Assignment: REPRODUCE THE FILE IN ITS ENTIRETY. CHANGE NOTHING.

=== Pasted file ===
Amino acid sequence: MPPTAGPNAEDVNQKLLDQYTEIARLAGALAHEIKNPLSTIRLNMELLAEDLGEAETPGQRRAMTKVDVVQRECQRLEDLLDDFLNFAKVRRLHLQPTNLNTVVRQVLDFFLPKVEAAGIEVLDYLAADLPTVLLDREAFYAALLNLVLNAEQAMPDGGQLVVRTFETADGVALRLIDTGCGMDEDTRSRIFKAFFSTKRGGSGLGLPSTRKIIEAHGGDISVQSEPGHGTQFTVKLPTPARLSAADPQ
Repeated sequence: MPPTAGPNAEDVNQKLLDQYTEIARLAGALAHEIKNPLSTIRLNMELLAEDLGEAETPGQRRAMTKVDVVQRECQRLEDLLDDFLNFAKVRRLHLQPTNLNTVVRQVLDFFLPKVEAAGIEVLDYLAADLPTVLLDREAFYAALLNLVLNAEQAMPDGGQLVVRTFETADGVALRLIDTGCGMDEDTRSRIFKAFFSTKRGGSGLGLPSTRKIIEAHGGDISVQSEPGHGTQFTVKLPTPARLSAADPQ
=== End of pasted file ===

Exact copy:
Amino acid sequence: MPPTAGPNAEDVNQKLLDQYTEIARLAGALAHEIKNPLSTIRLNMELLAEDLGEAETPGQRRAMTKVDVVQRECQRLEDLLDDFLNFAKVRRLHLQPTNLNTVVRQVLDFFLPKVEAAGIEVLDYLAADLPTVLLDREAFYAALLNLVLNAEQAMPDGGQLVVRTFETADGVALRLIDTGCGMDEDTRSRIFKAFFSTKRGGSGLGLPSTRKIIEAHGGDISVQSEPGHGTQFTVKLPTPARLSAADPQ
Repeated sequence: MPPTAGPNAEDVNQKLLDQYTEIARLAGALAHEIKNPLSTIRLNMELLAEDLGEAETPGQRRAMTKVDVVQRECQRLEDLLDDFLNFAKVRRLHLQPTNLNTVVRQVLDFFLPKVEAAGIEVLDYLAADLPTVLLDREAFYAALLNLVLNAEQAMPDGGQLVVRTFETADGVALRLIDTGCGMDEDTRSRIFKAFFSTKRGGSGLGLPSTRKIIEAHGGDISVQSEPGHGTQFTVKLPTPARLSAADPQ